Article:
A: This is a marketing gimmick of dishwashing soap manufacturers, who think that by doing so they gain an edge on their competitors, and it is extremely puzzling that the kashrut organizations collaborate with them by providing certification, thus using the Torah as a "spade to dig with" i.e. a source of profit.
Medicines on Pesaĥ
Medicines are the subject of some of the most common questions on Pesaĥ. There is concern that pills contain wheat-based starch. The purpose of the starch is to solidify and harden the pills. Had the starch been produced from potatoes or kitniyot, there would be no problem even for Ashkenazim, as for medicinal purposes one may swallow pills containing kitniyot. But what about starch extracted from a type of grain that can become ĥametz?
Flavored Medicines must have Kosher for Pesach Certification
The answer depends on the taste of the medicine: if it is flavored, like syrup, lozenges, or chewables, then one must ascertain that it is kosher for Pesacĥ. In case of doubt, its use is forbidden. Only a dangerously ill person whose medicine does not have a substitute is permitted to take medicine containing ĥametz, because saving a life overrides the prohibition of eating ĥametz.
The Custom of the Stringent not to Take Even Bitter Medicine Containing Hametz
Some meticulously observant people try to avoid even bitter medicines that contain ĥametz. They show concern for the opinion of the few poskim who maintain that medicine is not considered unfit for animal consumption since we deem it significant, and it is thus rabbinically prohibited. Other poskim permit bitter medicines that contain ĥametz starch for one who is bedridden or whose entire body is in pain, but rule stringently for one suffering from mild aches and pains.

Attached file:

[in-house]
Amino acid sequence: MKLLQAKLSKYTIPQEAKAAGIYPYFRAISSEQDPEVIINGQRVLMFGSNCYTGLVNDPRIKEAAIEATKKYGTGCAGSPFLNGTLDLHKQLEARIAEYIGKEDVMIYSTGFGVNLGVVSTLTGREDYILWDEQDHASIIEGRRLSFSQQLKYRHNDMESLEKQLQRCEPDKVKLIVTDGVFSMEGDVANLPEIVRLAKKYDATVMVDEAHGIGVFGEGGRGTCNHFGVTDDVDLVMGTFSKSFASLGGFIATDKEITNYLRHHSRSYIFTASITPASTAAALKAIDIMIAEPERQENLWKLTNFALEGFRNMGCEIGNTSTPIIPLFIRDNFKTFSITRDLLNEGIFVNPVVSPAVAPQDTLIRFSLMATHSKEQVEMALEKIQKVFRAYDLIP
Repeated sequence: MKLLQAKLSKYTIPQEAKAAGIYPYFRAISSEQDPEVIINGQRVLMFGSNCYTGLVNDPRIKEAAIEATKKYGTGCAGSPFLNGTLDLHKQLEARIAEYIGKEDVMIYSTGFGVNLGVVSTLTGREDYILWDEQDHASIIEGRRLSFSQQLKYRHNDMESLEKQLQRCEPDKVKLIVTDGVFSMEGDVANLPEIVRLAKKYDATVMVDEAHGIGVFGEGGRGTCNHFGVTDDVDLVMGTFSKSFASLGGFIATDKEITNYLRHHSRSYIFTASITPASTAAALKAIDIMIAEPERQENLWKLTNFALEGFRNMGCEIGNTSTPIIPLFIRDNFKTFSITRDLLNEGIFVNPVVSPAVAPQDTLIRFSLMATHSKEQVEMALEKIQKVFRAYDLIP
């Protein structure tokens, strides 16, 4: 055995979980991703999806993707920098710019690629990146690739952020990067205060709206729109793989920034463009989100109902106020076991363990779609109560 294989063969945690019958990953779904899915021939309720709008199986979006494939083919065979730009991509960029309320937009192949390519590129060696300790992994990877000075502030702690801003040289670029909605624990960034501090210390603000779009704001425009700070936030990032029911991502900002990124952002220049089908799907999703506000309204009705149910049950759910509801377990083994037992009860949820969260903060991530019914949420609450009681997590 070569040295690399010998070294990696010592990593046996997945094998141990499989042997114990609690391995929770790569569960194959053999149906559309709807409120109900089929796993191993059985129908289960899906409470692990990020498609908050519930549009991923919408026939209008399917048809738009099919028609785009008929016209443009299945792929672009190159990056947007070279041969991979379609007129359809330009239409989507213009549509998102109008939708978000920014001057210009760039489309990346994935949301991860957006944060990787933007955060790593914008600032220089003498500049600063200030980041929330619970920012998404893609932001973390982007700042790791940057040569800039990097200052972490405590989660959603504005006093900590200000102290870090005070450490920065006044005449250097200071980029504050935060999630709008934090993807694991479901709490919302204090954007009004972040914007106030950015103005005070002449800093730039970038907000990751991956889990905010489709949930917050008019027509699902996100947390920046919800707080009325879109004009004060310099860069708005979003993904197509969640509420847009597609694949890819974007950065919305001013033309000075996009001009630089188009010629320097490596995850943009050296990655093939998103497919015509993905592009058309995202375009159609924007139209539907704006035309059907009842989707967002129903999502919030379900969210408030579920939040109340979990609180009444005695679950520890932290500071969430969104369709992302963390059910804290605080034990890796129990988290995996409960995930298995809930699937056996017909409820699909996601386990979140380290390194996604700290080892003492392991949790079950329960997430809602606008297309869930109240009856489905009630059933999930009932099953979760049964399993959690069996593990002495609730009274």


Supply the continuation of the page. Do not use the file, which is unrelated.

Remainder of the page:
The Majority of Poskim Rule Bitter Medicine is Permitted
However, most poskim maintain that bitter medicines containing ĥametz may be taken by any ill person, even only to reduce mild pain, as a prophylactic, or to fortify the body.
Practically speaking, if one is uncertain whether certain bitter or tasteless medicines contain wheat starch, he may swallow them without ensuring that they are free of wheat starch. As we have seen, most poskim maintain that medicines rendered unfit for animal consumption before Pesaĥ may be consumed during Pesaĥ even if they are known to contain ĥametz. Even one who prefers to comply with the stringent opinion on this issue need not be strict if he is uncertain whether the medicine contains ĥametz. This is especially true nowadays, when we know that potato and corn starch are used more widely than wheat starch. Thus, in practice, one may consume bitter or tasteless medicines on Pesaĥ without ascertaining whether they contain ĥametz.
Therefore, it is permitted to take bitter medicines containing wheat starch even for the purpose of easing mild pain, preventing illness, or strengthening the body.
Tasteless Medicines Do Not Require Inspection
From what we have learned, all drugs that are tasteless, even though they are listed as not kosher for Passover, according to the majority of poskim, are halakhically kosher. Practically speaking this is also true, for even the machmerim (stringent) admit that since they are tasteless, the prohibition is of rabbinic status, and as is well-known, in rabbinic controversies halakha goes according to the mekelim(lenient), in particular when they are the majority.
Moreover, this is especially true nowadays, when we know that potato and corn starch are used more widely than wheat starch.

So in effect, on Pesach, one can take bitter or tasteless medication designed to be swallowed, without checking lists to see if they kosher for Passover (‘Peninei Halakha:Pesach’, 8:7).